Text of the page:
YEREVAN (Tert)—Lilit Galstian, a former opposition lawmaker from the Armenian Revolutionary Federation (ARF) says she no longer sees any tangible tactics or methodology in Armenian politics to expect serious reforms.
“All the botched attempts to change the country and government push it back several steps, stirring up a new wave of disappointment and unjustified expectations in the society,” she said in an interview with Tert.am.
Galstian said she believes strongly that political forces in Armenia have enough potential to promote positive changes. She said she is under the impression that there are professionals in state structures who could change the political atmosphere for the better to use the existing revolutionary energy for the country’s development
“This thought of mine is perhaps from the series of political realism, but apparently enough, the absence of alternatives causes insurmountable retreats. So we must be able see and value the people who are able to extricate Armenia from this pit,” she added.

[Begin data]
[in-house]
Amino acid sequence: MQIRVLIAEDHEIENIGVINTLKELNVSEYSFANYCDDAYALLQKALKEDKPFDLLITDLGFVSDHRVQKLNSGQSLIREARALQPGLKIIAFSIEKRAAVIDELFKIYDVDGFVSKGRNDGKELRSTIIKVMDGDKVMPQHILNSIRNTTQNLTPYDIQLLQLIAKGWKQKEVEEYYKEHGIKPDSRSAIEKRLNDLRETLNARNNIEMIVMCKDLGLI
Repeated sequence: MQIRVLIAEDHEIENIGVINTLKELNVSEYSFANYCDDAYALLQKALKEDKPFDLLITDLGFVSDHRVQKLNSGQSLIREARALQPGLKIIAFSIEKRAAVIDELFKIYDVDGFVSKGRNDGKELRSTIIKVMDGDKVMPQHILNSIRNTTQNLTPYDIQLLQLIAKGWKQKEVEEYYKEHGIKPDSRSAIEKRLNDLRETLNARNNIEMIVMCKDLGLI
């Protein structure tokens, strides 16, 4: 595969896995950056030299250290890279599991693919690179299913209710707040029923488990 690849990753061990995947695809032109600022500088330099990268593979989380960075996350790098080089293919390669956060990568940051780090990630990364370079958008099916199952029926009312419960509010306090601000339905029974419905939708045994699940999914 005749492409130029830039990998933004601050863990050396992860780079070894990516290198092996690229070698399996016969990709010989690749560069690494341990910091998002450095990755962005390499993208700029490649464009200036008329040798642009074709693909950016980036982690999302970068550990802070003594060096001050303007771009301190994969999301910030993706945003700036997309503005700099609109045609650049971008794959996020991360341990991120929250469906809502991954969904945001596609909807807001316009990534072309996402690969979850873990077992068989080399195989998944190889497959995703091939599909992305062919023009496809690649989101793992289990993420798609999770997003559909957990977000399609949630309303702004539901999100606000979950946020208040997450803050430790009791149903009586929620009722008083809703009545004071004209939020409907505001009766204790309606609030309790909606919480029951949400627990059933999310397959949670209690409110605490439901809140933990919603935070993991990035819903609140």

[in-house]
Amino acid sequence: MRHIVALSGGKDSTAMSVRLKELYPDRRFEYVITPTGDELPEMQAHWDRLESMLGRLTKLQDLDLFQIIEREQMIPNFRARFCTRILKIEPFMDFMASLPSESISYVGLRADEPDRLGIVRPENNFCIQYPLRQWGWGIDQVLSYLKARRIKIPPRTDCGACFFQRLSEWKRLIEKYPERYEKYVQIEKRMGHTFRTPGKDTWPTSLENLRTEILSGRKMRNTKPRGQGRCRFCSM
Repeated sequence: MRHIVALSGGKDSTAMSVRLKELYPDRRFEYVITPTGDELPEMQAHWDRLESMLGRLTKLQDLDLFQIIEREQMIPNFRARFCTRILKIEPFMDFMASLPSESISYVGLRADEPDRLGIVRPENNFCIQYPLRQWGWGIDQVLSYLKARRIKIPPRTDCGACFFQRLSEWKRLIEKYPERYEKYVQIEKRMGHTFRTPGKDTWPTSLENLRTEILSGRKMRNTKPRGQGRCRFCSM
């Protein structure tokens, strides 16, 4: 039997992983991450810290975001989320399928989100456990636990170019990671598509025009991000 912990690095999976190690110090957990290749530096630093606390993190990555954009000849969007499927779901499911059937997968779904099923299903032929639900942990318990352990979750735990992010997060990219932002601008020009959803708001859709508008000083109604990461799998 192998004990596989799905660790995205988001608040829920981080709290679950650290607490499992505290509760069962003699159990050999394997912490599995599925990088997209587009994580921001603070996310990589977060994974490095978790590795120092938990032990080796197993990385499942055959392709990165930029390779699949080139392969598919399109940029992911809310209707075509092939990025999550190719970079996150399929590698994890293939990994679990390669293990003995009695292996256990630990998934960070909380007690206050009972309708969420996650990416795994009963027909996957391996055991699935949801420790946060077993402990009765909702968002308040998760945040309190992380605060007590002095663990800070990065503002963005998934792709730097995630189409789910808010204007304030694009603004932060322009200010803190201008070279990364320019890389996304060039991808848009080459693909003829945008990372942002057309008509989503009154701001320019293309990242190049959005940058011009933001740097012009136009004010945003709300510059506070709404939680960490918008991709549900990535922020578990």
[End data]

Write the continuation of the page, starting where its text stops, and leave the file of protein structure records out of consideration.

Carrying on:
Galstian said she doesn’t think that the coalition government ever tried to embark on any serious reforms in the country’s interests. “The game rules were never equal and finalized to the full. Perhaps, it is naïve to speak about sincerity and morality in politics, but I believe sincerity and morality and responsibility are precisely what we do not see on out political arena.”
Asked whether she thinks that a coalition representing all the political forces would in any way heal the situation, Galstian said she feels very positive about the format. “It is possible also to think of a government format representing co-thinkers. Provided, of course, we are politically reasonable. One thing that remains obvious is that elections have never been a real tool to form a government in the country. And this is why the authorities are vulnerable when it comes to their moral legitimacy. Is it impossible to see that a government formed in this [way] is not able to offer the state any remedies or formula as to what to do? They very often do but never bring them to life as they never manage to ensure public solidarity. Besides, there isn’t enough political will,” Galstian noted.